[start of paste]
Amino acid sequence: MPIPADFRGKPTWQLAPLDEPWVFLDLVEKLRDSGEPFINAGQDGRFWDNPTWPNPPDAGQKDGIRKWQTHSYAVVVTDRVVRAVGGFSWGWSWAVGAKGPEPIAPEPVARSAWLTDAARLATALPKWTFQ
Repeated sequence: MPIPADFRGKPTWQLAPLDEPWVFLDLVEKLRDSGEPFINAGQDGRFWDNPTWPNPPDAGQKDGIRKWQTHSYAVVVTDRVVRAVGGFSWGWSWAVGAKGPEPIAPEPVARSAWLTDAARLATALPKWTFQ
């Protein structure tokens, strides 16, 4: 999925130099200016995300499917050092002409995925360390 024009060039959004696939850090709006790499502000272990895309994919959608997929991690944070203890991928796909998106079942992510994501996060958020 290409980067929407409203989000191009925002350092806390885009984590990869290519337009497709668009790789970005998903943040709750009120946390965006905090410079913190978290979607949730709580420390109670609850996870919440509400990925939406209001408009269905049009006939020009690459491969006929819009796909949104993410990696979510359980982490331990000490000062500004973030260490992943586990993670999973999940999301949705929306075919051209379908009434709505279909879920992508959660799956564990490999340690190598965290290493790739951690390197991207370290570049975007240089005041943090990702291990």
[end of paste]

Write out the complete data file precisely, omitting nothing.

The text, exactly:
Amino acid sequence: MPIPADFRGKPTWQLAPLDEPWVFLDLVEKLRDSGEPFINAGQDGRFWDNPTWPNPPDAGQKDGIRKWQTHSYAVVVTDRVVRAVGGFSWGWSWAVGAKGPEPIAPEPVARSAWLTDAARLATALPKWTFQ
Repeated sequence: MPIPADFRGKPTWQLAPLDEPWVFLDLVEKLRDSGEPFINAGQDGRFWDNPTWPNPPDAGQKDGIRKWQTHSYAVVVTDRVVRAVGGFSWGWSWAVGAKGPEPIAPEPVARSAWLTDAARLATALPKWTFQ
């Protein structure tokens, strides 16, 4: 999925130099200016995300499917050092002409995925360390 024009060039959004696939850090709006790499502000272990895309994919959608997929991690944070203890991928796909998106079942992510994501996060958020 290409980067929407409203989000191009925002350092806390885009984590990869290519337009497709668009790789970005998903943040709750009120946390965006905090410079913190978290979607949730709580420390109670609850996870919440509400990925939406209001408009269905049009006939020009690459491969006929819009796909949104993410990696979510359980982490331990000490000062500004973030260490992943586990993670999973999940999301949705929306075919051209379908009434709505279909879920992508959660799956564990490999340690190598965290290493790739951690390197991207370290570049975007240089005041943090990702291990």